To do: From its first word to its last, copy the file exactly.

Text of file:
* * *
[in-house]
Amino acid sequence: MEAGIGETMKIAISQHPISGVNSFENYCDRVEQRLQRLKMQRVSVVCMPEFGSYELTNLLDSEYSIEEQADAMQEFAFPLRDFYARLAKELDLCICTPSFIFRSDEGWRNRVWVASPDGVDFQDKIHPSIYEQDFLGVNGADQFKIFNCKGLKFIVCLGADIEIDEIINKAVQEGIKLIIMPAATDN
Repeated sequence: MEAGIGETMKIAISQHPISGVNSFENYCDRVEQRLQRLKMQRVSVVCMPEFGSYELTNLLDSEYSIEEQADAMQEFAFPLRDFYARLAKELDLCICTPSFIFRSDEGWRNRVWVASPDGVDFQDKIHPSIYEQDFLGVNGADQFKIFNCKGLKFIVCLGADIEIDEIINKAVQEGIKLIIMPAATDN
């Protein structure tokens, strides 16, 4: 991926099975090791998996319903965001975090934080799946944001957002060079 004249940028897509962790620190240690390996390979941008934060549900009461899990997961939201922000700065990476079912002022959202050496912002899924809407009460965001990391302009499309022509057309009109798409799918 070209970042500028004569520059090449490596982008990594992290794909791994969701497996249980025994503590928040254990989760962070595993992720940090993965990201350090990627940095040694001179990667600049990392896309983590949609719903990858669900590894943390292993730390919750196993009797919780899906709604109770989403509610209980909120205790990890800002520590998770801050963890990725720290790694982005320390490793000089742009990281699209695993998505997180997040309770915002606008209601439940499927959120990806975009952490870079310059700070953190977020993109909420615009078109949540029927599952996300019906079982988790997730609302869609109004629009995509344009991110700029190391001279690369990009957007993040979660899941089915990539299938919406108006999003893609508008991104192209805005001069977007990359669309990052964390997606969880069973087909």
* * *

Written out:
[in-house]
Amino acid sequence: MEAGIGETMKIAISQHPISGVNSFENYCDRVEQRLQRLKMQRVSVVCMPEFGSYELTNLLDSEYSIEEQADAMQEFAFPLRDFYARLAKELDLCICTPSFIFRSDEGWRNRVWVASPDGVDFQDKIHPSIYEQDFLGVNGADQFKIFNCKGLKFIVCLGADIEIDEIINKAVQEGIKLIIMPAATDN
Repeated sequence: MEAGIGETMKIAISQHPISGVNSFENYCDRVEQRLQRLKMQRVSVVCMPEFGSYELTNLLDSEYSIEEQADAMQEFAFPLRDFYARLAKELDLCICTPSFIFRSDEGWRNRVWVASPDGVDFQDKIHPSIYEQDFLGVNGADQFKIFNCKGLKFIVCLGADIEIDEIINKAVQEGIKLIIMPAATDN
């Protein structure tokens, strides 16, 4: 991926099975090791998996319903965001975090934080799946944001957002060079 004249940028897509962790620190240690390996390979941008934060549900009461899990997961939201922000700065990476079912002022959202050496912002899924809407009460965001990391302009499309022509057309009109798409799918 070209970042500028004569520059090449490596982008990594992290794909791994969701497996249980025994503590928040254990989760962070595993992720940090993965990201350090990627940095040694001179990667600049990392896309983590949609719903990858669900590894943390292993730390919750196993009797919780899906709604109770989403509610209980909120205790990890800002520590998770801050963890990725720290790694982005320390490793000089742009990281699209695993998505997180997040309770915002606008209601439940499927959120990806975009952490870079310059700070953190977020993109909420615009078109949540029927599952996300019906079982988790997730609302869609109004629009995509344009991110700029190391001279690369990009957007993040979660899941089915990539299938919406108006999003893609508008991104192209805005001069977007990359669309990052964390997606969880069973087909």